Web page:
WordPress is vulnerable to Brute Force attacks. This is when the attacker will keep on trying to guess the password for a WordPress account, all the while assuming that they know the username. This can be done manually or with a script.
A would-be hacker, in most cases, simply needs to know the login URL, username and password in order to gain access to a given web site’s admin or Control Panel. While making a guess at all three things accurately might seem impossible, really the majority of time, 2 of them are presented on a silver platter.
A default installation of WordPress uses /wp-login.php as the login page. That’s one down. Next, most users will leave the default username of “admin” when setting up WordPress. That’s two down. Now a hacker just needs to guess the password.
During a Brute Force attack a system is in place to test various combinations of letters and sometimes numbers to “guess” at the password until successful. There are many very simple things that can be done to circumvent this practice.
“Login CAPTCHA” is just one feature that our WordPress security plugin utilizes as a “Brute Force” prevention technique.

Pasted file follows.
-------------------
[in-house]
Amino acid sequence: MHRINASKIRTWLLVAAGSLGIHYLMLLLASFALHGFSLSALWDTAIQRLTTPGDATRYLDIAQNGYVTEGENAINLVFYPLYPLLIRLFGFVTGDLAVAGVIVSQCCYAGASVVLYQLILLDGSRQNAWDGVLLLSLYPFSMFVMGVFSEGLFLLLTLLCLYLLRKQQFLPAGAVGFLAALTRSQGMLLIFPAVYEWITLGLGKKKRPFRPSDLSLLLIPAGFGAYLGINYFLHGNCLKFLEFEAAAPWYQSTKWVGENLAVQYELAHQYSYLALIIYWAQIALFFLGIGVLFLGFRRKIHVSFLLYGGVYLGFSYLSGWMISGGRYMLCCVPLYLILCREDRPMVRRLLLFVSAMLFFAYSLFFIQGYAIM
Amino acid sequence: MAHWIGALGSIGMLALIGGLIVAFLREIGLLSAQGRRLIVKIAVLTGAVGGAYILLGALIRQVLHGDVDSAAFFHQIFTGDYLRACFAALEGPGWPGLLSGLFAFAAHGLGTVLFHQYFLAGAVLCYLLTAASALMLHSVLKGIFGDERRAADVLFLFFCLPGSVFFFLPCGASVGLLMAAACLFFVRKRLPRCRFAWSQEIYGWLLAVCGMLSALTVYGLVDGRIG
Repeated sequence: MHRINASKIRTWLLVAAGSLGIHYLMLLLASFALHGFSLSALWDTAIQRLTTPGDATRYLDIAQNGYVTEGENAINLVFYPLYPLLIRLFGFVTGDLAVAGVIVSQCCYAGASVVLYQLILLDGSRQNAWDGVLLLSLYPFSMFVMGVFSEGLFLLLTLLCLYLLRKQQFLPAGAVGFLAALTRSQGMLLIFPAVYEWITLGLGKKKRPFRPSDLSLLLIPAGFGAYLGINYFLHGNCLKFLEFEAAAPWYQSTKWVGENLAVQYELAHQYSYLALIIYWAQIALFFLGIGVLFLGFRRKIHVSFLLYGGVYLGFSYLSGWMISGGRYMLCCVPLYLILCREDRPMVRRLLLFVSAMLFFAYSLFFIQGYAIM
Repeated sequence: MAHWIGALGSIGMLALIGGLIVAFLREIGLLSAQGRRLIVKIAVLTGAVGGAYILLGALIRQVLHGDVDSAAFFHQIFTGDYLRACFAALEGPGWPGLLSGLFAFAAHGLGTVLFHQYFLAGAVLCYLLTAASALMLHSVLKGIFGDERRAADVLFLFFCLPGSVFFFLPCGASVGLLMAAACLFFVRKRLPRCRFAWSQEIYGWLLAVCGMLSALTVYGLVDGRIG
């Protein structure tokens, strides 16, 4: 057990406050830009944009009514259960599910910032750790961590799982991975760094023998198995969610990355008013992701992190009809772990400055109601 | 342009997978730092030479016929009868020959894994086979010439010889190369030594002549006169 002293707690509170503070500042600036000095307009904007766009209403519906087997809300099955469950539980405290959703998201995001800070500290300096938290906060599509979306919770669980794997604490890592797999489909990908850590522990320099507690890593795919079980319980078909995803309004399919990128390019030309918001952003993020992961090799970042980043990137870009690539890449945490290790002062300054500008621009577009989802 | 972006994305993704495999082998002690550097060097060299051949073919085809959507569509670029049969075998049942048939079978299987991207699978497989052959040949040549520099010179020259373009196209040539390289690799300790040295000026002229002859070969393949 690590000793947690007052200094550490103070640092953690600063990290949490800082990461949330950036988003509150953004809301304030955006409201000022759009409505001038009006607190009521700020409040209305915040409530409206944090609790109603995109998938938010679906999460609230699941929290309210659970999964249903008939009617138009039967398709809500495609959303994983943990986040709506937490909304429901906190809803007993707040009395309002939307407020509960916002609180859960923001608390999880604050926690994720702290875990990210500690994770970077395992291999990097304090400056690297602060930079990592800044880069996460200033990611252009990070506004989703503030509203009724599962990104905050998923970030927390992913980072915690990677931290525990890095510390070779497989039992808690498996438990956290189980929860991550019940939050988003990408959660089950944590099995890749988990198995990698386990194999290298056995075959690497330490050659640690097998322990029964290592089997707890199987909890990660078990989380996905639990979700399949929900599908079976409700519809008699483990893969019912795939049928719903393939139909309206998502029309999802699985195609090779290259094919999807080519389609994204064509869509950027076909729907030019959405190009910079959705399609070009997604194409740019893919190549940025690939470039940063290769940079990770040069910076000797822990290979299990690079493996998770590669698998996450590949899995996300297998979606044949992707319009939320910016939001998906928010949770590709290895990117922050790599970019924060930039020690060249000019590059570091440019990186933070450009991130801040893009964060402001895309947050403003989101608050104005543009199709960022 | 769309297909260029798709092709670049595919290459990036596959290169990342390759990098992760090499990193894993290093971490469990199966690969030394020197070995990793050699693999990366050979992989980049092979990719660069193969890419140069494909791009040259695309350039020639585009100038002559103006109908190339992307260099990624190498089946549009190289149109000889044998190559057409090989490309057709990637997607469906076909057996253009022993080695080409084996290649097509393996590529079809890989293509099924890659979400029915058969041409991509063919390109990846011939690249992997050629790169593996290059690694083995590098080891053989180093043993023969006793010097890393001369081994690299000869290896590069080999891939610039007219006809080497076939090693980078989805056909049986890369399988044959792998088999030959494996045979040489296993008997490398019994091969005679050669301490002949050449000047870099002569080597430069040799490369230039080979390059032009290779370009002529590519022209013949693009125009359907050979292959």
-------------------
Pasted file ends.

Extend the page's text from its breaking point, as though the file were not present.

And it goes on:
Essentially what it does is presents a mathematical question that the user must answer before gaining access to the WordPress Dashboard. The CAPTCHA must be answered correctly along with the proper username and password in order to gain access.
Therefore, even if the login URL is known, the “admin” username is used, and a dictionary-based (i.e. weak) password is in effect, the odds of a successful Brute Force attack by a non-human diminish significantly.
Steps for Adding CAPTCHA to the WordPress Login Page
- Install and activate the All-In-One WP Security & Firewall plugin.
- In the WP Security menu choose Brute Force.
- From the tabs across the top, choose Login Captcha.
- Put a checkmark next to where it says Enable Captcha On Login Page:.
- Click the Save Settings button.
Now logout and log back in to test this security feature.